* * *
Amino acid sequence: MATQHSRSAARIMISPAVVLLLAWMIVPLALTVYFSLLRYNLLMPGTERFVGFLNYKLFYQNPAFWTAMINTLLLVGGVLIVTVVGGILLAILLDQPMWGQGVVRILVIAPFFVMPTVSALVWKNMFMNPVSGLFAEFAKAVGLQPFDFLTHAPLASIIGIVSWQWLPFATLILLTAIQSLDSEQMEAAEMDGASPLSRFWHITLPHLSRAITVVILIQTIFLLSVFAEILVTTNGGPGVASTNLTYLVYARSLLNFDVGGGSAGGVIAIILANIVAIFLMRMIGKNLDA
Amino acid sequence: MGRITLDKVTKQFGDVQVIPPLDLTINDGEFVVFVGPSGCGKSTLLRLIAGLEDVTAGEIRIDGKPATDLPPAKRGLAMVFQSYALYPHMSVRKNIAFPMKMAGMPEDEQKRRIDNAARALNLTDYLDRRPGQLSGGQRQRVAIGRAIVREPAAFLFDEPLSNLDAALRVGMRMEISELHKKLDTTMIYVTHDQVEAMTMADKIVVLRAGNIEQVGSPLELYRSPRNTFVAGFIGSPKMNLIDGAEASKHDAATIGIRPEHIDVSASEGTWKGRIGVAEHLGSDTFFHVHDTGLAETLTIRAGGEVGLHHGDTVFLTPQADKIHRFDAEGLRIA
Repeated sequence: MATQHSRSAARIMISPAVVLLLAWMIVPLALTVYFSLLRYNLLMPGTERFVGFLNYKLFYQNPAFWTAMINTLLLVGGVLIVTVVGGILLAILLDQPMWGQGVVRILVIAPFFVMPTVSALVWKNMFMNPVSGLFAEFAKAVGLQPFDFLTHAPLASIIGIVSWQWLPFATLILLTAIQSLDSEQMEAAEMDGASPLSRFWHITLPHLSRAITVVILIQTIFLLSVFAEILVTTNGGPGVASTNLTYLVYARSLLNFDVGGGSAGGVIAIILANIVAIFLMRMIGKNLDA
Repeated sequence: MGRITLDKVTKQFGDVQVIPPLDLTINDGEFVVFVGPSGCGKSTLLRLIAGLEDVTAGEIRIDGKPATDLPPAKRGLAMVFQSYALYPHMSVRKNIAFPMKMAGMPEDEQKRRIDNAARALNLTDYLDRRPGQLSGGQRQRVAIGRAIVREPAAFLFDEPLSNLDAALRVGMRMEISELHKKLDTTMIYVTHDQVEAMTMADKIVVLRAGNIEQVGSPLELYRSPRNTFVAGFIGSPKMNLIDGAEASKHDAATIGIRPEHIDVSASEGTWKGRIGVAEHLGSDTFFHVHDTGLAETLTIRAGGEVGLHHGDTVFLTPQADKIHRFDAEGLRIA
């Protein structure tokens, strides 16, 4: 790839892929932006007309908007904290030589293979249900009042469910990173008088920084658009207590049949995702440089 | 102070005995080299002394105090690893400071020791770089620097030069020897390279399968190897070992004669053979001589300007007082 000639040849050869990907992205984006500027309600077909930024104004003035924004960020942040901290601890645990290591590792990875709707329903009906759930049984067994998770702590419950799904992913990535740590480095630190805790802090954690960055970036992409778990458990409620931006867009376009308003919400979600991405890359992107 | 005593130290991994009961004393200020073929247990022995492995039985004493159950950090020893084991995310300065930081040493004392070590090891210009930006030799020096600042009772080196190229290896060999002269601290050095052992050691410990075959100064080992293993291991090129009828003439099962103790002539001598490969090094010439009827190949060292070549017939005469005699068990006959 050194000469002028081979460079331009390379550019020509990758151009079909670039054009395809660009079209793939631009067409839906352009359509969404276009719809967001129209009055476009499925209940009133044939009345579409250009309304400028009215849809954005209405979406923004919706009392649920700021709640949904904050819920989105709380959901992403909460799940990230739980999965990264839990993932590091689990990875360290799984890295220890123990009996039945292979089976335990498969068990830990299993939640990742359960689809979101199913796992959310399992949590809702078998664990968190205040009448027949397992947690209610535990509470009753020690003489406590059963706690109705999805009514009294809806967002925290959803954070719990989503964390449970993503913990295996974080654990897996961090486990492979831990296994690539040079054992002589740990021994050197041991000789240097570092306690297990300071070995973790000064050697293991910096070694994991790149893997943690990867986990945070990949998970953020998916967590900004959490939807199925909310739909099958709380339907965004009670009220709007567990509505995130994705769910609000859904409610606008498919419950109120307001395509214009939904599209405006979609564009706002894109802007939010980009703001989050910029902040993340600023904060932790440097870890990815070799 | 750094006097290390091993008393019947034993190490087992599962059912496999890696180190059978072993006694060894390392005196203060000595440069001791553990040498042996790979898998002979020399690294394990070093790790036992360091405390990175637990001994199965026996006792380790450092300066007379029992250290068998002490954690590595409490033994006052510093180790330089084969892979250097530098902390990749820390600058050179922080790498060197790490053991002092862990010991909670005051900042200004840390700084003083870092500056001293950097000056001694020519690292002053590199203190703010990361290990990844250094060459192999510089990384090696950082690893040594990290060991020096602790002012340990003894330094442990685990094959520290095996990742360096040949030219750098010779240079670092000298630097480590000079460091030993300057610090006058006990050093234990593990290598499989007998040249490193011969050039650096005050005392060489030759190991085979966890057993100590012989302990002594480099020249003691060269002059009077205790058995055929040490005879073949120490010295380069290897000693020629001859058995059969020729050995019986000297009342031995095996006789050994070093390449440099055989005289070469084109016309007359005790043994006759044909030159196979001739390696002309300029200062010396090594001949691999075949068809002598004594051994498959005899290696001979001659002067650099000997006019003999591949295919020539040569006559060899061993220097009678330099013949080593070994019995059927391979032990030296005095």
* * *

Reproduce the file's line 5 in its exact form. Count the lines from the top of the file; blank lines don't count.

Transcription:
């Protein structure tokens, strides 16, 4: 790839892929932006007309908007904290030589293979249900009042469910990173008088920084658009207590049949995702440089 | 102070005995080299002394105090690893400071020791770089620097030069020897390279399968190897070992004669053979001589300007007082 000639040849050869990907992205984006500027309600077909930024104004003035924004960020942040901290601890645990290591590792990875709707329903009906759930049984067994998770702590419950799904992913990535740590480095630190805790802090954690960055970036992409778990458990409620931006867009376009308003919400979600991405890359992107 | 005593130290991994009961004393200020073929247990022995492995039985004493159950950090020893084991995310300065930081040493004392070590090891210009930006030799020096600042009772080196190229290896060999002269601290050095052992050691410990075959100064080992293993291991090129009828003439099962103790002539001598490969090094010439009827190949060292070549017939005469005699068990006959 050194000469002028081979460079331009390379550019020509990758151009079909670039054009395809660009079209793939631009067409839906352009359509969404276009719809967001129209009055476009499925209940009133044939009345579409250009309304400028009215849809954005209405979406923004919706009392649920700021709640949904904050819920989105709380959901992403909460799940990230739980999965990264839990993932590091689990990875360290799984890295220890123990009996039945292979089976335990498969068990830990299993939640990742359960689809979101199913796992959310399992949590809702078998664990968190205040009448027949397992947690209610535990509470009753020690003489406590059963706690109705999805009514009294809806967002925290959803954070719990989503964390449970993503913990295996974080654990897996961090486990492979831990296994690539040079054992002589740990021994050197041991000789240097570092306690297990300071070995973790000064050697293991910096070694994991790149893997943690990867986990945070990949998970953020998916967590900004959490939807199925909310739909099958709380339907965004009670009220709007567990509505995130994705769910609000859904409610606008498919419950109120307001395509214009939904599209405006979609564009706002894109802007939010980009703001989050910029902040993340600023904060932790440097870890990815070799 | 750094006097290390091993008393019947034993190490087992599962059912496999890696180190059978072993006694060894390392005196203060000595440069001791553990040498042996790979898998002979020399690294394990070093790790036992360091405390990175637990001994199965026996006792380790450092300066007379029992250290068998002490954690590595409490033994006052510093180790330089084969892979250097530098902390990749820390600058050179922080790498060197790490053991002092862990010991909670005051900042200004840390700084003083870092500056001293950097000056001694020519690292002053590199203190703010990361290990990844250094060459192999510089990384090696950082690893040594990290060991020096602790002012340990003894330094442990685990094959520290095996990742360096040949030219750098010779240079670092000298630097480590000079460091030993300057610090006058006990050093234990593990290598499989007998040249490193011969050039650096005050005392060489030759190991085979966890057993100590012989302990002594480099020249003691060269002059009077205790058995055929040490005879073949120490010295380069290897000693020629001859058995059969020729050995019986000297009342031995095996006789050994070093390449440099055989005289070469084109016309007359005790043994006759044909030159196979001739390696002309300029200062010396090594001949691999075949068809002598004594051994498959005899290696001979001659002067650099000997006019003999591949295919020539040569006559060899061993220097009678330099013949080593070994019995059927391979032990030296005095």